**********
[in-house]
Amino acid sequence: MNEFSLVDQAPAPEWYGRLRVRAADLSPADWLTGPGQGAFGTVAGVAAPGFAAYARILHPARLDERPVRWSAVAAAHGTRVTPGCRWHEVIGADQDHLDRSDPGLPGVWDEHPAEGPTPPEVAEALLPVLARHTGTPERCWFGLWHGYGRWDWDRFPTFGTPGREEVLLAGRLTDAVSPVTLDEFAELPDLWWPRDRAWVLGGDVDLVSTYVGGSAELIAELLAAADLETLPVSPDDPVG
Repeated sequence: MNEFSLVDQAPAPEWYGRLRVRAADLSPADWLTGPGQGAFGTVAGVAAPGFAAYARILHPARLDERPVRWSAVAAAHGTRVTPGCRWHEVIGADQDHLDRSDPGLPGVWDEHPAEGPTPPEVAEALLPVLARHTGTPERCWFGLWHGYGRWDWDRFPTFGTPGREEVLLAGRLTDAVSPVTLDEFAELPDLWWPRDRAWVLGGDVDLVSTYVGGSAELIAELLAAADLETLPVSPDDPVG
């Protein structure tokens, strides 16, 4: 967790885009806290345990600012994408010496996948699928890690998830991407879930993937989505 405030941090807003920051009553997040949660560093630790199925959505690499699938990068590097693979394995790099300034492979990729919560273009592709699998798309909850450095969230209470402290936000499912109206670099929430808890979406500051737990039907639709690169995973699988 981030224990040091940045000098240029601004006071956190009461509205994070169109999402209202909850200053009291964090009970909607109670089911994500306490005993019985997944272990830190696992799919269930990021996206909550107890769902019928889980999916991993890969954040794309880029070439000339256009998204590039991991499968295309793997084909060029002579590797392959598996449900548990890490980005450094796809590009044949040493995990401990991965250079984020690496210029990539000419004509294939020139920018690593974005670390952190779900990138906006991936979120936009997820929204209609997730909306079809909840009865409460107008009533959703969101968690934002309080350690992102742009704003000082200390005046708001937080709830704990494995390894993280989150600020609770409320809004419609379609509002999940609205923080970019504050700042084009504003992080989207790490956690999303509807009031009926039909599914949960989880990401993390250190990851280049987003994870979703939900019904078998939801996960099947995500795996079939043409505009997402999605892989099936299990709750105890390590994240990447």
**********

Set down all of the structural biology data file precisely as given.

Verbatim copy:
[in-house]
Amino acid sequence: MNEFSLVDQAPAPEWYGRLRVRAADLSPADWLTGPGQGAFGTVAGVAAPGFAAYARILHPARLDERPVRWSAVAAAHGTRVTPGCRWHEVIGADQDHLDRSDPGLPGVWDEHPAEGPTPPEVAEALLPVLARHTGTPERCWFGLWHGYGRWDWDRFPTFGTPGREEVLLAGRLTDAVSPVTLDEFAELPDLWWPRDRAWVLGGDVDLVSTYVGGSAELIAELLAAADLETLPVSPDDPVG
Repeated sequence: MNEFSLVDQAPAPEWYGRLRVRAADLSPADWLTGPGQGAFGTVAGVAAPGFAAYARILHPARLDERPVRWSAVAAAHGTRVTPGCRWHEVIGADQDHLDRSDPGLPGVWDEHPAEGPTPPEVAEALLPVLARHTGTPERCWFGLWHGYGRWDWDRFPTFGTPGREEVLLAGRLTDAVSPVTLDEFAELPDLWWPRDRAWVLGGDVDLVSTYVGGSAELIAELLAAADLETLPVSPDDPVG
């Protein structure tokens, strides 16, 4: 967790885009806290345990600012994408010496996948699928890690998830991407879930993937989505 405030941090807003920051009553997040949660560093630790199925959505690499699938990068590097693979394995790099300034492979990729919560273009592709699998798309909850450095969230209470402290936000499912109206670099929430808890979406500051737990039907639709690169995973699988 981030224990040091940045000098240029601004006071956190009461509205994070169109999402209202909850200053009291964090009970909607109670089911994500306490005993019985997944272990830190696992799919269930990021996206909550107890769902019928889980999916991993890969954040794309880029070439000339256009998204590039991991499968295309793997084909060029002579590797392959598996449900548990890490980005450094796809590009044949040493995990401990991965250079984020690496210029990539000419004509294939020139920018690593974005670390952190779900990138906006991936979120936009997820929204209609997730909306079809909840009865409460107008009533959703969101968690934002309080350690992102742009704003000082200390005046708001937080709830704990494995390894993280989150600020609770409320809004419609379609509002999940609205923080970019504050700042084009504003992080989207790490956690999303509807009031009926039909599914949960989880990401993390250190990851280049987003994870979703939900019904078998939801996960099947995500795996079939043409505009997402999605892989099936299990709750105890390590994240990447």